Spearman’s two-factor theory advocates the presence of two factors general intelligence ‘g’ and specific intelligence ‘s’.

The multifactor theory considers intelligence to be a combination of numerous separate elements or factors, each of which is a minute element of ability.

Guilford’s s theory lays down a model of the intellect involving three interrelated and interacted basic parameters –operations, contents, and products for explaining the structure of human intelligence.


Some of the Major Intelligence Tests are:
  1. Individual tests
  2. Group tests
  3. Verbal test
  4. Non- Verbal
  5. Performance test
  6. Stanford -Binet test
  7. The Wechsler scale of Intelligence


  • Intelligence Tests are used to Understand the capacity of a child
  • It is used for Homogenous grouping
  • Intelligence tests are also used for the purpose of admission and selection to various courses


Creativity is creating something innovative and unique. Creativity as the capacity or ability of an individual to create, discover or produce a new or novel idea or object including the rearrangement or reshaping of what is already known to him which proves to be a uniquely personal experience.

Guilford defines “creativity involves divergent thinking with respect to the traits of fluency, flexibility and originality of thought processes.”


  1. By observation of behavior
  2. Through rating scale and attitude scales
  3. By the help of interview or asking questions informally
  4. With the help of situational tests, interest inventories, aptitude test, projective techniques, personality test, etc
  5. By studying the cumulative record, if maintained about the individual, and
  6. With the help of standardized tests along with creativity tests.


  1. Stage of Preparation
  2. The Stage of Incubation
  3. The Stage of Illumination
  4. Revision


Creativity tests may be used in the identification of the creative in the same way as intelligence tests are used for the assessment of intelligence. There are many standardized tests available for this purpose in India.

Some Creativity tests standardized in India are:
  • Baquer Mehdi’s tests of creative thinking (Hindi/English)
  • Passi’s tests of creativity
  • Sharmas divergent production abilities test
  • Sexena’s tests of creativity


Some of the methods or techniques that can be useful in fostering creativity among the students are:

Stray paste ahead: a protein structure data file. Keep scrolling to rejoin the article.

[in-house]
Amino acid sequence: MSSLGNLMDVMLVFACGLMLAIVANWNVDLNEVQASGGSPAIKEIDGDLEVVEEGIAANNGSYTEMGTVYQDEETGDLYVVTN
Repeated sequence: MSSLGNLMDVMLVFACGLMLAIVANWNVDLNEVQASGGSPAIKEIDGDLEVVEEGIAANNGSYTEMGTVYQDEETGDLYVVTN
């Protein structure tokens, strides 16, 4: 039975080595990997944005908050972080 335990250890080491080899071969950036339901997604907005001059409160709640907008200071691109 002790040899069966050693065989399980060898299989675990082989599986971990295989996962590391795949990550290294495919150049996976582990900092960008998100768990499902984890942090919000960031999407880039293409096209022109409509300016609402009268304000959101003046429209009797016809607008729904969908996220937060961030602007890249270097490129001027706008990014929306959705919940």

• Freedom to respond
  • Encouraging originality and flexibility
  • Removal of hesitation and fear
  • Providing appropriate opportunities and atmosphere for creative expression
  • Developing healthy habits among children
  • Reform in the evaluation system
  • Use of special techniques like the brainstorming method
  • Teaching by example


Personality is something unique and specific. Each one of us is a unique person in oneself.


  • Genetic Determinants
  • Social Determinants
  • Cultural determinants – Home, School, and teachers


Psychologists have developed several theories of personality
  1. Type approach
  2. Trait approach
  3. Type-cum Trait approach
  4. Psychoanalytic approach
  5. Humanistic approach


The methods used for the assessment of personality may be termed as subjective, objective, and projective. 

Some methods which are used in the assessment of personality are:

  • Observation
  • Situational tests
  • Questionnaire
  • Personality inventory
  • Rating scale
  • Interview
  • Rorschach Ink-Blot Test
  • Thematic Apperception Test (TAT)

Author Remarks:

Childhood and Growing Up Is A Subject Taught In B.Ed And In Some Other Teaching Courses Also. On This Page, You Will Find Childhood and Growing Up and Educational Psychology Short Examination Notes And Downloadable Free PDF Book In English Medium For B.Ed First Year And Second Year and Semester 1, 2, 3, 4, 5, and 6. Here We Have Covered Some of The Main Topics and Important MCQ Questions of Childhood and Growing Up (Child Psychology) Which Will Really Help in Your Exam Preparation and Also You Can Make Your Assignment Report and File for BEd Very Easily with The Help of These Notes. These Notes and Free PDF Book on Childhood and Growing Up (Psychology in Education) Subject Will Be Helpful for All the Students and Teachers of Any College or University. We Have Also Suggested Some of the Best Reference Books and Study Material PDF for Childhood and Growing Up That you can Also Go Through. Students and Teachers Preparing for All The Teaching Exams Like CTET, TET, UPTET, HTET Can Also Learn With The Notes Provided Above.